If you've ever looked up anything about writing a story or a book, you might have come across numerous different methods on how to structure the stories and how to write them. One of the more popular story structures is called the "Three Act" story structure and typically applies to screenplays and movies but books can also be broken down to "acts" though they might not necessarily have three of them.
If you've grown up in the US, you might have been taught the "5 paragraph essay" format for writing essays in middle school and high school and then promptly been told to abandon it in college. The five paragraph essay format served to create a structure -- a kind of architecture behind your narrative. Whether you wrote about politics or a convincing paper on why your school should test its water fountains for bacteria, the format remained and enforced a solid quality paper that a teacher could decipher. The Three Act story structure is much of the same except that no one will tell you to abandon it. In fact, it's so common that most blockbuster movies follow the Three Act structure to the T (or the dot?). It's a reliable method of story-telling and it can be easily modified by emphasizing some points or skipping others. This lends it to solid story-telling and a great way to come to understanding the flow of story-telling.
It's also my secret conspiracy theory that the Three Act story structure is why movies based on books are the way they are. The movie format doesn't lend itself well for a 10-act epic adventure so the 10-act epic has to be whittled down into the structure of a 3-act epic. Whether that means skipping sections of the book, or merging them together, or inventing new movie-only storyline.
Since I'm a huge Harry Potter fan, I decided to use Harry Potter and The Philosopher's Stone movie for examples. I started with Star Trek and then found a really neat breakdown into the 6-act structure. As far as I can see, if you follow the
Dramatic Phase headings, it's basically a 3-act breakdown but a little more detailed.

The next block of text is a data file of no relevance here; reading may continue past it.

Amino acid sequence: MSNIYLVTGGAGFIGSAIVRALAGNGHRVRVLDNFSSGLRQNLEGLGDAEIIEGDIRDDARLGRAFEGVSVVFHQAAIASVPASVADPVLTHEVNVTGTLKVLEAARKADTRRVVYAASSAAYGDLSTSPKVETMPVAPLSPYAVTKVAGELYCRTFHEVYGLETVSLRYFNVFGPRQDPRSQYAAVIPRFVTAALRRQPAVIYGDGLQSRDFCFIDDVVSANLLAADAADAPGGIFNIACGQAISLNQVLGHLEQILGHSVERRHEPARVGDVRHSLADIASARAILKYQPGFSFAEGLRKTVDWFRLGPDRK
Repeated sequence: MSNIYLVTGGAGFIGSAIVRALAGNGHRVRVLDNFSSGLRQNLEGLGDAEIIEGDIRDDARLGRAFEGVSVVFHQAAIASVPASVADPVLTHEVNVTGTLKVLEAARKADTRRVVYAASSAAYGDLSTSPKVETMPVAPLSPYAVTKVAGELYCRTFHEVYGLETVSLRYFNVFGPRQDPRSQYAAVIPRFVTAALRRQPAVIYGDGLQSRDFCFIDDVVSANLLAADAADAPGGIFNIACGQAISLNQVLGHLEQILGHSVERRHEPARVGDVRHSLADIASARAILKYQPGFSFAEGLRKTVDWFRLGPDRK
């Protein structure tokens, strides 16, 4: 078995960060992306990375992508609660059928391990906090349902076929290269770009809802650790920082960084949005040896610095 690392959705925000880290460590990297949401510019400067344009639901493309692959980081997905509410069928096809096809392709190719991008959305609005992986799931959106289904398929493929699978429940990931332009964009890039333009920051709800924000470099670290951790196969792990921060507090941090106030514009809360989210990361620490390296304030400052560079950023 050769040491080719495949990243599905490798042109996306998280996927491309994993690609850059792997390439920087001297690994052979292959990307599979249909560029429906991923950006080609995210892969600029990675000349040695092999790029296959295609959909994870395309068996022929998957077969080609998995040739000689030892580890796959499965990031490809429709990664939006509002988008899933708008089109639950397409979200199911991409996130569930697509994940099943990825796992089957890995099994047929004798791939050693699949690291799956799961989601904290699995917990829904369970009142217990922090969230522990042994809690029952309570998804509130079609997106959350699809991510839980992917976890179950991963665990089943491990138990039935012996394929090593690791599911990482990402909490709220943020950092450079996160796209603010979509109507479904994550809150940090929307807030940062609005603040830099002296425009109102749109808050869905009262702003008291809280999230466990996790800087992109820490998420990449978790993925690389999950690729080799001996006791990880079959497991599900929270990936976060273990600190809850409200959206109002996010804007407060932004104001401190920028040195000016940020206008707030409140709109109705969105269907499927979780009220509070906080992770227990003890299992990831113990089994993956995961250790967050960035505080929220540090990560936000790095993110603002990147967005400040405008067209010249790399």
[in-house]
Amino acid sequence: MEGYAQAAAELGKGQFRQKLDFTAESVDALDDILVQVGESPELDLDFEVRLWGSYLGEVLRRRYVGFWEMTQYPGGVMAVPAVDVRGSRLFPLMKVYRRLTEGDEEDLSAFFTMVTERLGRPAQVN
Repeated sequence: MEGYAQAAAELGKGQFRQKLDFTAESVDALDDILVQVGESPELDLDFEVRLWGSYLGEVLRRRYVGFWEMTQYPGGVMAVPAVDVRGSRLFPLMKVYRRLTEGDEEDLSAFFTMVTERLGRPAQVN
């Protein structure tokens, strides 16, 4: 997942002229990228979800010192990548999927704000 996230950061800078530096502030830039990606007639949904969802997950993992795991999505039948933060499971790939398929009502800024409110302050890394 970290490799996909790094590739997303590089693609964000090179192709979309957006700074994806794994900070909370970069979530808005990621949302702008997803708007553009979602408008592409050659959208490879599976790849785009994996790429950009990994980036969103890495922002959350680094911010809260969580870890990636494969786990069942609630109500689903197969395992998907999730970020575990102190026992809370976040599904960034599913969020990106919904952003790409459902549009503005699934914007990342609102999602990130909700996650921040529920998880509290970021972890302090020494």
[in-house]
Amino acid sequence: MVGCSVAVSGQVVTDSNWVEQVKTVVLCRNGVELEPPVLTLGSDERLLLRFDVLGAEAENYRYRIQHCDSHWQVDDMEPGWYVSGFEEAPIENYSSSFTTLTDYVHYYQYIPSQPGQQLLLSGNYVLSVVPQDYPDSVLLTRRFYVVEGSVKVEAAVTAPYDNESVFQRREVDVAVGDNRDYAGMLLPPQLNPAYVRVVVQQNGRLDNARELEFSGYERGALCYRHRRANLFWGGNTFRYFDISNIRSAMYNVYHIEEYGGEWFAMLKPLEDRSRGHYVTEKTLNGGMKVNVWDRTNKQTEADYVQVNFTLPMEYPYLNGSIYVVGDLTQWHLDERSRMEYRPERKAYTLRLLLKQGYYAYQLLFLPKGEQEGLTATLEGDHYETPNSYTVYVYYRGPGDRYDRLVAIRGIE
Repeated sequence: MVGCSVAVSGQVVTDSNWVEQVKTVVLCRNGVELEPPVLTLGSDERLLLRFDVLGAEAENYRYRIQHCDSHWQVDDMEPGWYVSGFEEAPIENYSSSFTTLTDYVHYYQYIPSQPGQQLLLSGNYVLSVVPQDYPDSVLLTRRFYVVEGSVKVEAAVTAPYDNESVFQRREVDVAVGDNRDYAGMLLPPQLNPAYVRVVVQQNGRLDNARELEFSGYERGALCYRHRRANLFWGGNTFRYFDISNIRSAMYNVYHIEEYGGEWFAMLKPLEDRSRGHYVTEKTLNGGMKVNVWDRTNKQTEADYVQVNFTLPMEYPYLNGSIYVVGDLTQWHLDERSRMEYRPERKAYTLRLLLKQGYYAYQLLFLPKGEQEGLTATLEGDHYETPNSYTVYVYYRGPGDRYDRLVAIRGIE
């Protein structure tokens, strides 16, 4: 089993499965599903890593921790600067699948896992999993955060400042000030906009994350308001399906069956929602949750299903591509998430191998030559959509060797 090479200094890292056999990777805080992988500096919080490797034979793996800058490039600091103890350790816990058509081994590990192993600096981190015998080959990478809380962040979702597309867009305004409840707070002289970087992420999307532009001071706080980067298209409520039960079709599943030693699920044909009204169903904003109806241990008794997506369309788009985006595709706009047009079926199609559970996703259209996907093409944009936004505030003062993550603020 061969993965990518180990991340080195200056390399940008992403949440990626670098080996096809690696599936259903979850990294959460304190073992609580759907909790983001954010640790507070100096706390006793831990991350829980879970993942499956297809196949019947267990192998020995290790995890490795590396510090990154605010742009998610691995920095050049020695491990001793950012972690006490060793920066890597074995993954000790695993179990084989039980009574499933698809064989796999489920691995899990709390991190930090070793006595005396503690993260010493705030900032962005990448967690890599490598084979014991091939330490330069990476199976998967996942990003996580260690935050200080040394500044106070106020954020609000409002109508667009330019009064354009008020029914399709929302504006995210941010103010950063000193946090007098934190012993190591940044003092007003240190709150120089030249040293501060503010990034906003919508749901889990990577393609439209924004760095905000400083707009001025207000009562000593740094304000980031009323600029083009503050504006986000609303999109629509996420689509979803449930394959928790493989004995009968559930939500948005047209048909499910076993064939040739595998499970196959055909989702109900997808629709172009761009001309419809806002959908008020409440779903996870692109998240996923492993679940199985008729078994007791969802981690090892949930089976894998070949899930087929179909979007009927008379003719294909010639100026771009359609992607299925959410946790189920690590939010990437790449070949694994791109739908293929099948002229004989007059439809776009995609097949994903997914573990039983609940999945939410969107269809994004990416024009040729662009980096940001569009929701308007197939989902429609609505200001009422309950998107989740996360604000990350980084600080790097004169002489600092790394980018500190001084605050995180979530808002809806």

Let's talk about the 3 act structure. The first act is the intro, the second is the middle, and the third is the climax and end. The structure tries to create a good story flow where you get introduced to the characters, you get to know them, find out about them enough to care, all as they progress through a story line. When you care enough, we see the first battles, and the first losses which slingshots us into a buildup and a climax. Afterward, we ease into the resolution where all of our questions are hopefully answered.
Let's go through it Act I in this article:
Act I is the setup of the story. We get to know characters, we find out the basics of the plot, and then we're hit with an Act I climax which propels us into the journey.
This is optional but any stories start with a solid hook to pull the viewer in. Something really shocking, or intriguing. In a murder mystery, it might be the murder itself.
Harry Potter we see this in the first movie where we're introduced to a bunch of magical stuff all at once -- McGonagall turns from a cat into a human, Dumbledor snuffs out the lights, and Hagrid comes flying on a motorcycle. And then, you're introduced to a famous orphan with a scar.
Exposition is basically the "intro of the intro". We set the stage for the rest of the story, we learn about the protagonist, and we see the "ordinary world" for the character and what's important to them. It's the "Status Quo" -- how things are today.